Ephemeral Content

What Kinds of Ephemeral Content to Post

The last few blog posts have talked a lot about how to use ephemeral content (especially Snapchat and Instagram Stories) to your advantage. But we haven’t yet answered the eternal question – what should you post?

There’s no one-size-fits-all answer to that question, but here are some ideas:

  1. Flash sales
  2. Limited-time coupons
  3. Behind the scenes of your creative process or business workings
  4. Highlight an employee who did something great
  5. Celebrate an employee’s birthday
  6. Unusual visitors to the office (e.g. if someone brings their dog in)
  7. Post-work drinks or carry-in lunches for the team
  8. Where you are (whether that’s an industry event or a client’s office)
  9. Promote your latest deal, sale, or blog post
  10. A funny event or mistake that happened around the office (e.g. someone forgot to put the coffee pot under the coffee maker before they turned it on)
  11. Give a shoutout to an employee or business partner
  12. Promote other social networks your business is on
  13. Have a member of your team use a face-distorting filter (bonus points if it’s someone high up like a marketing manager)
  14. Do a live video with a Q&A
  15. Partner with an influencer for a Snapchat or Instagram “takeover”

Above all, keep your eyes open for creative opportunities. There’s a lot of ephemeral content-worthy things all around you; the key is training yourself to recognize it. To start, take time every so often to slow down and think, “Is there anything going on right now that would be interesting to post?” A lot of the time, the answer will be no. But sometimes you’ll realize that something happening right in front of you is a great thing to post. Keep your eyes open for those moments, and you’ll never run out of ephemeral content to post.

Ephemeral Content, Instagram

How to Succeed with Instagram Stories

If Snapchat is the network that started the ephemeral content trend, Instagram is the one that perfected it – Instagram stories has more daily users than Snapchat! Companies that do it well make creating a great Instagram story look easy, but it’s harder than it looks. Here are a few tips to help you succeed with your own Instagram stories.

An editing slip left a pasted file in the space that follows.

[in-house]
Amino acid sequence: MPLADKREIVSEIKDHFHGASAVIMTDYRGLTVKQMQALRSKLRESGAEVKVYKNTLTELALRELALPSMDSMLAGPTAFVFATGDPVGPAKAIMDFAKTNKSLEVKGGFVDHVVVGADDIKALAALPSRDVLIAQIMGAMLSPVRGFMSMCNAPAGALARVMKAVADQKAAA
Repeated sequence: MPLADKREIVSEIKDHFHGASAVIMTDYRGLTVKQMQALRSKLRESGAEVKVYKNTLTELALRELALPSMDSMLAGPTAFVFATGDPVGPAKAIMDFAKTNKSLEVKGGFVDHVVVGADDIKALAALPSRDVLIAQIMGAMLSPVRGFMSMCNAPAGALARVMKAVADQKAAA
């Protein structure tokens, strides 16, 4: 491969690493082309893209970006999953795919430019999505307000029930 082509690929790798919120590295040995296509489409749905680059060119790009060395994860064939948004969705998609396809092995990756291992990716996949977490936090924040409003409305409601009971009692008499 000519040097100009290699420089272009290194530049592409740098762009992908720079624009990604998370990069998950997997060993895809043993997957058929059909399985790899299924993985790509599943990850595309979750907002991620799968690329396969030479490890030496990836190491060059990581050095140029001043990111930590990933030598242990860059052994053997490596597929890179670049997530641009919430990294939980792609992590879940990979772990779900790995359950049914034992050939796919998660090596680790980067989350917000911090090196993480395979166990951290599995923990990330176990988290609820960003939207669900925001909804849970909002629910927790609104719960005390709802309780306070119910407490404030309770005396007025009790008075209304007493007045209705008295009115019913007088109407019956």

Keep it polished

Even though Instagram stories lift their functionality directly from Snapchat, the two platforms require different strategies. Where Snapchat is perfectly fine with more raw, candid content, Instagram requires a certain level of polish. Don’t be afraid to give people a look into the daily workings of your business, but keep it professional.

Avoid too many hashtags

While putting a block of hashtags at the end of a normal Instagram post isn’t bad, putting too many hashtags in your story just clutters it. At most, choose one hashtag.

Use hashtags and locations

Even though you shouldn’t cram your story full of hashtags, it’s still a good idea to use one and/or include a location! This will get your story more exposure, since it will show up in searches for that tag or location (and could possibly be put in a “featured in this location” story collection for the tagged location).

Share interesting content

This is somewhat obvious, but make sure the content you share in your story is interesting. Chances are nobody cares about the new conference table at the office, but they might find it interesting to know that the C-suite executives all have walking desks. A good litmus test: “If one of the brands I follow posted this, would I be interested?”

Get creative

Good Instagram stories require creativity! The goal is for it to be engaging to your audience, and that requires some creative thinking. The most interesting thing in the world can still be not engaging if it’s presented uncreatively. If you’re not a creative person, it might be worth talking to a creative person about it – if nothing else, look at other brands’ Instagram stories and see what techniques of theirs you can imitate.

Ephemeral Content, Snapchat

Successful Social Media Marketing on Snapchat

Snapchat is the network that started it all when it comes to ephemeral content – their entire network is built on the idea of content that disappears after 24 hours (or, in the case of private messages, after one viewing). At first, it was purely a social network, with social media marketers not sure how to leverage content that disappears in their strategy.

But Snapchat’s been around for a few years now, and social media marketers have figured out how to work with it. Many brands are having huge success on Snapchat. Here are some things you can to do maximize your social media marketing success on Snapchat.

Post interesting content

This seems like a no-brainer, but I’m mentioning it anyway because a lot of people find it hard to post interesting content, especially if they’re new to social media marketing. Many times, people post things just to post something. A good rule of thumb is to ask yourself, “would I enjoy this if a brand I follow posted it?”

If you have a hard time with this, I’ll have a post up in a few weeks with ideas for content you can post on Snapchat.

Post regularly

I wrote an entire post on why you should post regularly on social media, and this holds true for Snapchat, as well. People will get used to seeing you and your content (and, if you follow the previous point, look forward to it).

Try a geofilter